Use a non-marring hammer to start the ball into the bore.  You should only need a couple of light taps to get it started.  This could be a done with a muzzle loading ball starter if you have one of an appropriate size.  Then just push the ball through the bore.  I used a 3/16″ brass rod, but a one piece cleaning rod would suffice.  The force required is akin to seating a patched round ball in a muzzle loading rifle.

The slug came out with the ridges of the rifling clearly impressed into the grooves of the ball.  The groove diameter of my rifle is .419″ and is has a bore diameter of .397″.

 

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Junk Science and Lead Bullets

Below is an Associated Press story about lead in ammunition.  Note that no scientist is going on record in this article and the there is no evidence presented.  Just could be or maybe.

Since the Jackson area is part of the Yellowstone caldera there are large amounts of heavy metals and minerals found in the area.  Isn’t it more likely that the lead found in the blood of animals in the area comes from their diet.  What happened to you are what you eat?  The predators and scavengers of the area feed on the animals of the area and drink the same water.  Why would they not have heavier levels of lead in their blood.

Being higher on the food chain mean predators and scavengers food sources have already concentrated environmental metals and contaminates in their tissue.  So it is easy to see why such predator and scavengers have more lead in their blood.  I hate junk science, and worst of all, tax payers probably paid for these “scientists” to be out there pushing their personal agendas.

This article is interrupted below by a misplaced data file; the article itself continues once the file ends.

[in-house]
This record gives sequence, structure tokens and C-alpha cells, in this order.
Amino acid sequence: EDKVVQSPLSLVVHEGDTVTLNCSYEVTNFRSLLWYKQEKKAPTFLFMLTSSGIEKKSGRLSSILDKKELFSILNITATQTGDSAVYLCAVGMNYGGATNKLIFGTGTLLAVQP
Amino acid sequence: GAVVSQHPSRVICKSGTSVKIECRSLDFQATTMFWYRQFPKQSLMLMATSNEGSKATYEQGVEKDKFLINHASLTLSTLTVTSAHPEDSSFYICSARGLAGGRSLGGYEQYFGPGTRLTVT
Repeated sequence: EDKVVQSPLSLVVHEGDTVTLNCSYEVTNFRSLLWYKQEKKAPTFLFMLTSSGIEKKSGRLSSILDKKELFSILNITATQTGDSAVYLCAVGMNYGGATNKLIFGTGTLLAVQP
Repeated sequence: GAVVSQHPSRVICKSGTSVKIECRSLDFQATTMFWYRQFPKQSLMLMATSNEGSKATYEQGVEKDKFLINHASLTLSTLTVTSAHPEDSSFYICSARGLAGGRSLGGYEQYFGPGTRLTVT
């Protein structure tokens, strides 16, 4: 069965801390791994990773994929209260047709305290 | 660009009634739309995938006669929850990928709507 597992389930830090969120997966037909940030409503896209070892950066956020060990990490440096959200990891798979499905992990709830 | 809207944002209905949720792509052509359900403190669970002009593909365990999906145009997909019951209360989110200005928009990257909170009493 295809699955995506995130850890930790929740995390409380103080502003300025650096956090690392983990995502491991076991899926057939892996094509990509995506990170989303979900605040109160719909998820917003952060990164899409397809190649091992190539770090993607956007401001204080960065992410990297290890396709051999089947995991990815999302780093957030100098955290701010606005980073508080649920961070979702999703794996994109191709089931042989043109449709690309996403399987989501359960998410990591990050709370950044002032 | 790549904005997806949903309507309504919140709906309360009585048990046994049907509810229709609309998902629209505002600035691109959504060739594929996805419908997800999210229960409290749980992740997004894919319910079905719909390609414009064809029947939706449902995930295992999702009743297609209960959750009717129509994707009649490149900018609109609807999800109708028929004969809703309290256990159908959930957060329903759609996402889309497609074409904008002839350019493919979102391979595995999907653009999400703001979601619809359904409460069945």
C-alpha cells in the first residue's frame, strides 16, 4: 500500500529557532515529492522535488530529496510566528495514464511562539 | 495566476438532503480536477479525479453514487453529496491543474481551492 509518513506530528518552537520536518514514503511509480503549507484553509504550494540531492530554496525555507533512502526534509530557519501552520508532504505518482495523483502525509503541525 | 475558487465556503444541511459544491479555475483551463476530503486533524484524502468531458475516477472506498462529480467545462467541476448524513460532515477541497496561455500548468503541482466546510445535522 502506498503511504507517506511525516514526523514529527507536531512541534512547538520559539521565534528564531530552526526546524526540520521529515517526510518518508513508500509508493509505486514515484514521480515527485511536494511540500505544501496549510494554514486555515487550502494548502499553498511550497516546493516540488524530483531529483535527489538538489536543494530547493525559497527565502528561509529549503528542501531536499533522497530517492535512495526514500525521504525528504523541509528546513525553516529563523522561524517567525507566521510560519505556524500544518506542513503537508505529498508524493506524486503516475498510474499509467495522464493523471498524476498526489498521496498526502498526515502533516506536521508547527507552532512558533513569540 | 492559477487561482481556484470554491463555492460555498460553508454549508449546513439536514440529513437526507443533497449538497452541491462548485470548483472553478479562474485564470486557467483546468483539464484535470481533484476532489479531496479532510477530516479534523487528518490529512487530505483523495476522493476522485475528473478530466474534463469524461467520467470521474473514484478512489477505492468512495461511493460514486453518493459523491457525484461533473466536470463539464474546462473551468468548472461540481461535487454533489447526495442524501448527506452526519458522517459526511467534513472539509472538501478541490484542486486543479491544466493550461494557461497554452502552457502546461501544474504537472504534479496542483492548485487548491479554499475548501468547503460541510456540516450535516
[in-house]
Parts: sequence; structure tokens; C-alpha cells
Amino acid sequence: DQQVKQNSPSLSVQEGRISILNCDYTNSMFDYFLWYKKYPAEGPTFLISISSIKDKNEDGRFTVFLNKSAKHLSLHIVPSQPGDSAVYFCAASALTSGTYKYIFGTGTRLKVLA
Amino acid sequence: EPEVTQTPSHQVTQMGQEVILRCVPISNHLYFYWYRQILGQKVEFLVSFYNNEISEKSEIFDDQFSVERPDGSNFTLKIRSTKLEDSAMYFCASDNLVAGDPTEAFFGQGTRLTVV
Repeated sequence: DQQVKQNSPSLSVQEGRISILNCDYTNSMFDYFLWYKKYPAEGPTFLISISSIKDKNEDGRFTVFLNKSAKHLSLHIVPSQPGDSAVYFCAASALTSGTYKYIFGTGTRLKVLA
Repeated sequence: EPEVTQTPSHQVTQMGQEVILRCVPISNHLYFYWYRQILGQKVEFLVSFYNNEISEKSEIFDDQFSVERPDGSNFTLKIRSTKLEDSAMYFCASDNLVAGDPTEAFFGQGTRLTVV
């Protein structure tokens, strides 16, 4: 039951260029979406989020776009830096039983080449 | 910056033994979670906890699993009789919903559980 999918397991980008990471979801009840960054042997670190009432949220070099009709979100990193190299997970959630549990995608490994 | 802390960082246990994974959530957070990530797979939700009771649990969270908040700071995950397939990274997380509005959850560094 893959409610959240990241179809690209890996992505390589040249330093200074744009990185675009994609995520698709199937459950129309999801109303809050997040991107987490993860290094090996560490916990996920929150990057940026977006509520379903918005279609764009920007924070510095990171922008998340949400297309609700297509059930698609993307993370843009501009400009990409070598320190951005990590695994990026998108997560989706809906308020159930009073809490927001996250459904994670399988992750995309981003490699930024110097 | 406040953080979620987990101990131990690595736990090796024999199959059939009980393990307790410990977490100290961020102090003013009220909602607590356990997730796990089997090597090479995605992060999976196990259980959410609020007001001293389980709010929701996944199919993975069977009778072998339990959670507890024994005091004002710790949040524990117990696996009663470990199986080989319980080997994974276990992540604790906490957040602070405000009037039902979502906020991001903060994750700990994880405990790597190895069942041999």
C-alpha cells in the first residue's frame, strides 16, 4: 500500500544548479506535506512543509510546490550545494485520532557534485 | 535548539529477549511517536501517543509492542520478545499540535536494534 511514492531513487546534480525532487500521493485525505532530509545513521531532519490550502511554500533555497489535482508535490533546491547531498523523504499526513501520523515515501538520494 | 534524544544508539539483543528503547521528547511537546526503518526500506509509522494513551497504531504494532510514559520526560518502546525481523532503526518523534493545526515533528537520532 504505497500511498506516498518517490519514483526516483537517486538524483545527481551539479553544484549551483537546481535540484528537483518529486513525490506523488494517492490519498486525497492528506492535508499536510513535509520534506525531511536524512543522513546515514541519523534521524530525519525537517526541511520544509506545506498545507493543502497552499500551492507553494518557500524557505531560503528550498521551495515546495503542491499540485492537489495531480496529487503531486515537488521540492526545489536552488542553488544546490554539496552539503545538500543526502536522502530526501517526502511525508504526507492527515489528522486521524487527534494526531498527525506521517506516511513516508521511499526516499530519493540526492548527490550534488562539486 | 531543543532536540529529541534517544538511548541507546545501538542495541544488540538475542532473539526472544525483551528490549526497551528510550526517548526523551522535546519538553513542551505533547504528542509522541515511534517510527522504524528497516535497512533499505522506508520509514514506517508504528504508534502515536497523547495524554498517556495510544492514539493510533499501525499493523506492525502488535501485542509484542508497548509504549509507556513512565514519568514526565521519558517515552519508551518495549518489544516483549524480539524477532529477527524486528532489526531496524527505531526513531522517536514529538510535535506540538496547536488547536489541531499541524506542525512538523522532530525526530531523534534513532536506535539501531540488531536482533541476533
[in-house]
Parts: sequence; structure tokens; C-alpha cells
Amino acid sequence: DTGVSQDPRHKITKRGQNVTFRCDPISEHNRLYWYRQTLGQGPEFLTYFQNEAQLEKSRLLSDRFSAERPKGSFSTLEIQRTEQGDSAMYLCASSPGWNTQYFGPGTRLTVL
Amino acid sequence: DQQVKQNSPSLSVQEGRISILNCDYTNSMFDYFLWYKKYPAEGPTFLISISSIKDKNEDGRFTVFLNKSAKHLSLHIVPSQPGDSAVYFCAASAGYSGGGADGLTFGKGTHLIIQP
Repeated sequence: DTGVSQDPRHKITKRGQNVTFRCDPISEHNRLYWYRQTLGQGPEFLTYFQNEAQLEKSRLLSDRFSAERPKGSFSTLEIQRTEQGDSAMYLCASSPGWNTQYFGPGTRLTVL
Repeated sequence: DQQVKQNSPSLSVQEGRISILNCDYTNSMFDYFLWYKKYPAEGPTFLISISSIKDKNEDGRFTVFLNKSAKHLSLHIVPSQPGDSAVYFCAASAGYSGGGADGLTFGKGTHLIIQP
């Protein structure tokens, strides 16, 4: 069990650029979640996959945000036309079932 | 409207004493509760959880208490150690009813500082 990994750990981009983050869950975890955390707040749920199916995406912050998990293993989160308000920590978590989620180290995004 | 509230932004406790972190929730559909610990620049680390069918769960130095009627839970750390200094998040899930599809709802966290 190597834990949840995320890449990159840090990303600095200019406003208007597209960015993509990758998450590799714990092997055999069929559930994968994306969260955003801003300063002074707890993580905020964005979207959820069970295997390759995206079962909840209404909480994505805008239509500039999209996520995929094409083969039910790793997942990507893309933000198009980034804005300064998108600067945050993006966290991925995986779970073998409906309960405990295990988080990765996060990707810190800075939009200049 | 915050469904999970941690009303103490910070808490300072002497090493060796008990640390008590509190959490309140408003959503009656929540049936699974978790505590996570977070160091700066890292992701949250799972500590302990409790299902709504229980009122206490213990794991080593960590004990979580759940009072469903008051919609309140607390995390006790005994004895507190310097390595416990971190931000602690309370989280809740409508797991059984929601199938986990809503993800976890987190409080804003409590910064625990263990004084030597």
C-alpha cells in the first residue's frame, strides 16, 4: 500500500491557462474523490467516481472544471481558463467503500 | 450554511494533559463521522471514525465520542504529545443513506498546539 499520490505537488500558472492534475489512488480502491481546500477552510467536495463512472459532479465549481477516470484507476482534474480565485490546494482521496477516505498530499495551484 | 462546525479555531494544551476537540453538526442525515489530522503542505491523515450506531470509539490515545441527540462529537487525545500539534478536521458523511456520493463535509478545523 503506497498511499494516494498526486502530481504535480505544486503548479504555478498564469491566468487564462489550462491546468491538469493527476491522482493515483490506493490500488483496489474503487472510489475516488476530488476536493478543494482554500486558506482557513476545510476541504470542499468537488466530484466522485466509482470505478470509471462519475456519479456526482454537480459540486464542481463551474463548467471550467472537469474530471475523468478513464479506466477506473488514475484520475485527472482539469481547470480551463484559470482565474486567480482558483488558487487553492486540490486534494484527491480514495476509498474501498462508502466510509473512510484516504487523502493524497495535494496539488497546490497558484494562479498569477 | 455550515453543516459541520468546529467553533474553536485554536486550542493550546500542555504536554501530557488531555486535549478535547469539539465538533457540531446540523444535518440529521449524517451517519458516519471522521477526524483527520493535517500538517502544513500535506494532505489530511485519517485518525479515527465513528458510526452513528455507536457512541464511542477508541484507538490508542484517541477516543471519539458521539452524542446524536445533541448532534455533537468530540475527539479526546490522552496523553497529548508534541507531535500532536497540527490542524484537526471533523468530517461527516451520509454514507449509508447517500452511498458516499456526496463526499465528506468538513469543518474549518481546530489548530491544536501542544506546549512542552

JACKSON, Wyo. (AP) — Researchers say the distribution of nonlead ammunition to hunters in Jackson Hole is likely helping prevent lead poisoning of ravens, eagles and other scavengers.

This is the second year researchers have tried to gauge the impacts of hunters using lead-free ammunition on the levels of lead found in the blood of big-game scavengers.

Researchers distributed nonlead ammunition to some 100 hunters who had 2010 permits for the National Elk Refuge and Grand Teton National Park.

Biologists then captured ravens and eagles and measured the level of lead in the birds.

Previous research has shown that lead in ravens and eagles rise during hunting season and then drop off after hunting season ends.

The Jackson Hole News and Guide says researchers plan to hand out more lead-free ammunition next hunting season.

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Filed under ammo, brass, bullets', Firearms, hunting, politics, Second Amendment

Update on North Dakota CDC Study

When I first reported on this study the full text of the study was not available. If you would like to read the entire report it is available as a PDF at the site below.
http://www.nssf.org/share/PDF/ND_report.pdf

Share this information with your hunting buddies. I was talking to a Fish & Game officer in Wyoming who told me that this lead scare has some long time hunters worried. There is no reason to be concerned read the study for yourself, folks who eat game meat have less lead in their blood than do your average city dwelling Liberal Democrat. I have noticed that many of the places where this study is mentioned do not provide access to the full results, wonder why? 😉